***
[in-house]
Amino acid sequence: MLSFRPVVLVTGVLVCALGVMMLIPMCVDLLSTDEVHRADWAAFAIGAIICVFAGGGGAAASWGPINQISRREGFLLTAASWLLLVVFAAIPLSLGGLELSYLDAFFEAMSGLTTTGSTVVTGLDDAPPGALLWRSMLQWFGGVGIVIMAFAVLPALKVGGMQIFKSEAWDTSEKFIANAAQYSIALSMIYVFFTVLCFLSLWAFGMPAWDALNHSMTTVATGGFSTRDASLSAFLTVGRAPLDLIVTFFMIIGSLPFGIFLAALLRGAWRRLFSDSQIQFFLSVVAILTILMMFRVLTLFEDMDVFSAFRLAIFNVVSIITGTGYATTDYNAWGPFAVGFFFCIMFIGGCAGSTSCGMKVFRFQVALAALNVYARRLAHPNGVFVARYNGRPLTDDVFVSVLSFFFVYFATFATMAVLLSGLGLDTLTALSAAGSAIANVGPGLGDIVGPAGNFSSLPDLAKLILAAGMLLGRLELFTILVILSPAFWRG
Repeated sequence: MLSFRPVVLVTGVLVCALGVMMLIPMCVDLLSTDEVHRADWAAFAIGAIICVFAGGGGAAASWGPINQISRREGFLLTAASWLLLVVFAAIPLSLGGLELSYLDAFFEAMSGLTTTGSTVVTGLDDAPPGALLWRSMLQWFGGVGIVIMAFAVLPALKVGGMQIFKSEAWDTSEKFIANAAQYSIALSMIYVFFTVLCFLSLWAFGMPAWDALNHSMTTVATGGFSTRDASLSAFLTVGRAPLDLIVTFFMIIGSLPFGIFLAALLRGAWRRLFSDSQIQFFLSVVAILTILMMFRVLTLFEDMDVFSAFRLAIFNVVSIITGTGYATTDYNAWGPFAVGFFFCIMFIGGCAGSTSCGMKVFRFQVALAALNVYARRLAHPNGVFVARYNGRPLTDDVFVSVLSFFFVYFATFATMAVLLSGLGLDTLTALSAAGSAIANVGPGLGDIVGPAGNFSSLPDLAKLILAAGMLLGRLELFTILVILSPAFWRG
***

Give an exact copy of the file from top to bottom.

[in-house]
Amino acid sequence: MLSFRPVVLVTGVLVCALGVMMLIPMCVDLLSTDEVHRADWAAFAIGAIICVFAGGGGAAASWGPINQISRREGFLLTAASWLLLVVFAAIPLSLGGLELSYLDAFFEAMSGLTTTGSTVVTGLDDAPPGALLWRSMLQWFGGVGIVIMAFAVLPALKVGGMQIFKSEAWDTSEKFIANAAQYSIALSMIYVFFTVLCFLSLWAFGMPAWDALNHSMTTVATGGFSTRDASLSAFLTVGRAPLDLIVTFFMIIGSLPFGIFLAALLRGAWRRLFSDSQIQFFLSVVAILTILMMFRVLTLFEDMDVFSAFRLAIFNVVSIITGTGYATTDYNAWGPFAVGFFFCIMFIGGCAGSTSCGMKVFRFQVALAALNVYARRLAHPNGVFVARYNGRPLTDDVFVSVLSFFFVYFATFATMAVLLSGLGLDTLTALSAAGSAIANVGPGLGDIVGPAGNFSSLPDLAKLILAAGMLLGRLELFTILVILSPAFWRG
Repeated sequence: MLSFRPVVLVTGVLVCALGVMMLIPMCVDLLSTDEVHRADWAAFAIGAIICVFAGGGGAAASWGPINQISRREGFLLTAASWLLLVVFAAIPLSLGGLELSYLDAFFEAMSGLTTTGSTVVTGLDDAPPGALLWRSMLQWFGGVGIVIMAFAVLPALKVGGMQIFKSEAWDTSEKFIANAAQYSIALSMIYVFFTVLCFLSLWAFGMPAWDALNHSMTTVATGGFSTRDASLSAFLTVGRAPLDLIVTFFMIIGSLPFGIFLAALLRGAWRRLFSDSQIQFFLSVVAILTILMMFRVLTLFEDMDVFSAFRLAIFNVVSIITGTGYATTDYNAWGPFAVGFFFCIMFIGGCAGSTSCGMKVFRFQVALAALNVYARRLAHPNGVFVARYNGRPLTDDVFVSVLSFFFVYFATFATMAVLLSGLGLDTLTALSAAGSAIANVGPGLGDIVGPAGNFSSLPDLAKLILAAGMLLGRLELFTILVILSPAFWRG